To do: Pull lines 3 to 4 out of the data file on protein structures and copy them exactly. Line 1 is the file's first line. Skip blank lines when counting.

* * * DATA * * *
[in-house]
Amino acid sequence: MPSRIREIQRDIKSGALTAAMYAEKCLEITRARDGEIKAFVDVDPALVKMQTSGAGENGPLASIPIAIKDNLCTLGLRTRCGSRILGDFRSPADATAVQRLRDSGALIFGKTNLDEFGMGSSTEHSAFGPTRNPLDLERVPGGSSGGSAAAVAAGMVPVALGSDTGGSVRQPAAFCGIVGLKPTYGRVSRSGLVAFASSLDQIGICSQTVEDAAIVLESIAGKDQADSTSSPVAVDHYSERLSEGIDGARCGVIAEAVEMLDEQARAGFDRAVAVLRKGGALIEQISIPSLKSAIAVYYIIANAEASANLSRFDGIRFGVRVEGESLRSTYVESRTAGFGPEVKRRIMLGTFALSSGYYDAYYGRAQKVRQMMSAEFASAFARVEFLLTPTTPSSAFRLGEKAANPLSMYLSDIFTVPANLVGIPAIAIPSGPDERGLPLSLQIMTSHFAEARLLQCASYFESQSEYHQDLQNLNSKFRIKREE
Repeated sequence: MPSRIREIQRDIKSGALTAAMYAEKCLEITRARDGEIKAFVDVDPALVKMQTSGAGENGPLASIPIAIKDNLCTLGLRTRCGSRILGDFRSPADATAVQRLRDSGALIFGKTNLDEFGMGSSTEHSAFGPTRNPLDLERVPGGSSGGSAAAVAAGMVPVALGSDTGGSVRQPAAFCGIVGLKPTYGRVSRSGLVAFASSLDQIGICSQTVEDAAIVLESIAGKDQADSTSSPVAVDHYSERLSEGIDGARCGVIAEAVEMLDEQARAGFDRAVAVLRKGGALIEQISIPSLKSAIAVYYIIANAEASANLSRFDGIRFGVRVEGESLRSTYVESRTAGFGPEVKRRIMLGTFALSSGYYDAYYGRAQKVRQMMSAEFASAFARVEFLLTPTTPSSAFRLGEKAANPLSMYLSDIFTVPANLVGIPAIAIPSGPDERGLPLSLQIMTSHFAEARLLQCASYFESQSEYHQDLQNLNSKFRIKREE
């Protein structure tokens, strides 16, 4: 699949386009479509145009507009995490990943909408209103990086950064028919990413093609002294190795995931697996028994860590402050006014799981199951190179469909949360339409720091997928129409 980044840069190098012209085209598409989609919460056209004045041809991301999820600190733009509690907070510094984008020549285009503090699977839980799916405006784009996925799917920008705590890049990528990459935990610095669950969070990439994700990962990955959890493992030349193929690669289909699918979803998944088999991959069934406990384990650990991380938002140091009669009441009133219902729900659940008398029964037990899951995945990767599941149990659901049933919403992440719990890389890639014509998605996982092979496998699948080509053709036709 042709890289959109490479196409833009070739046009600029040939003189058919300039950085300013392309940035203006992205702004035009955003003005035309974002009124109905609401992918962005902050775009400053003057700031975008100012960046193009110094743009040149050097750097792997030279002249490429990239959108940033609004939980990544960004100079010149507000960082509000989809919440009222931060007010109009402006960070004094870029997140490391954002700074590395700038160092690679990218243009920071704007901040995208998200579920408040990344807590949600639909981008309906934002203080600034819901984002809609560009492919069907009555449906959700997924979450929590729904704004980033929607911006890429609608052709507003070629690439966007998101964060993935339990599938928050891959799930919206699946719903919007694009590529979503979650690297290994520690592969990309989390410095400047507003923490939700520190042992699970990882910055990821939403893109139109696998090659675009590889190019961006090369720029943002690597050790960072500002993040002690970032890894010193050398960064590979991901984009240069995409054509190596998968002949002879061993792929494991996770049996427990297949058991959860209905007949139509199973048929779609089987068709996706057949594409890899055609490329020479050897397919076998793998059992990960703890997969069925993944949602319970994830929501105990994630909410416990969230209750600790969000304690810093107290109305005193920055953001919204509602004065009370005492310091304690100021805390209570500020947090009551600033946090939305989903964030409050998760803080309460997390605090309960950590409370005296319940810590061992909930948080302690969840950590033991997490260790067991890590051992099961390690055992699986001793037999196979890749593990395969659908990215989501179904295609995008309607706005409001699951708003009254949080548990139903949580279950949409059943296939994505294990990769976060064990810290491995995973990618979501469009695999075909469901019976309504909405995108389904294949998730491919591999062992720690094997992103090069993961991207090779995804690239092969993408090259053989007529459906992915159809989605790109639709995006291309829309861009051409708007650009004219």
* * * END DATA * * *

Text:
Repeated sequence: MPSRIREIQRDIKSGALTAAMYAEKCLEITRARDGEIKAFVDVDPALVKMQTSGAGENGPLASIPIAIKDNLCTLGLRTRCGSRILGDFRSPADATAVQRLRDSGALIFGKTNLDEFGMGSSTEHSAFGPTRNPLDLERVPGGSSGGSAAAVAAGMVPVALGSDTGGSVRQPAAFCGIVGLKPTYGRVSRSGLVAFASSLDQIGICSQTVEDAAIVLESIAGKDQADSTSSPVAVDHYSERLSEGIDGARCGVIAEAVEMLDEQARAGFDRAVAVLRKGGALIEQISIPSLKSAIAVYYIIANAEASANLSRFDGIRFGVRVEGESLRSTYVESRTAGFGPEVKRRIMLGTFALSSGYYDAYYGRAQKVRQMMSAEFASAFARVEFLLTPTTPSSAFRLGEKAANPLSMYLSDIFTVPANLVGIPAIAIPSGPDERGLPLSLQIMTSHFAEARLLQCASYFESQSEYHQDLQNLNSKFRIKREE
């Protein structure tokens, strides 16, 4: 699949386009479509145009507009995490990943909408209103990086950064028919990413093609002294190795995931697996028994860590402050006014799981199951190179469909949360339409720091997928129409 980044840069190098012209085209598409989609919460056209004045041809991301999820600190733009509690907070510094984008020549285009503090699977839980799916405006784009996925799917920008705590890049990528990459935990610095669950969070990439994700990962990955959890493992030349193929690669289909699918979803998944088999991959069934406990384990650990991380938002140091009669009441009133219902729900659940008398029964037990899951995945990767599941149990659901049933919403992440719990890389890639014509998605996982092979496998699948080509053709036709 042709890289959109490479196409833009070739046009600029040939003189058919300039950085300013392309940035203006992205702004035009955003003005035309974002009124109905609401992918962005902050775009400053003057700031975008100012960046193009110094743009040149050097750097792997030279002249490429990239959108940033609004939980990544960004100079010149507000960082509000989809919440009222931060007010109009402006960070004094870029997140490391954002700074590395700038160092690679990218243009920071704007901040995208998200579920408040990344807590949600639909981008309906934002203080600034819901984002809609560009492919069907009555449906959700997924979450929590729904704004980033929607911006890429609608052709507003070629690439966007998101964060993935339990599938928050891959799930919206699946719903919007694009590529979503979650690297290994520690592969990309989390410095400047507003923490939700520190042992699970990882910055990821939403893109139109696998090659675009590889190019961006090369720029943002690597050790960072500002993040002690970032890894010193050398960064590979991901984009240069995409054509190596998968002949002879061993792929494991996770049996427990297949058991959860209905007949139509199973048929779609089987068709996706057949594409890899055609490329020479050897397919076998793998059992990960703890997969069925993944949602319970994830929501105990994630909410416990969230209750600790969000304690810093107290109305005193920055953001919204509602004065009370005492310091304690100021805390209570500020947090009551600033946090939305989903964030409050998760803080309460997390605090309960950590409370005296319940810590061992909930948080302690969840950590033991997490260790067991890590051992099961390690055992699986001793037999196979890749593990395969659908990215989501179904295609995008309607706005409001699951708003009254949080548990139903949580279950949409059943296939994505294990990769976060064990810290491995995973990618979501469009695999075909469901019976309504909405995108389904294949998730491919591999062992720690094997992103090069993961991207090779995804690239092969993408090259053989007529459906992915159809989605790109639709995006291309829309861009051409708007650009004219």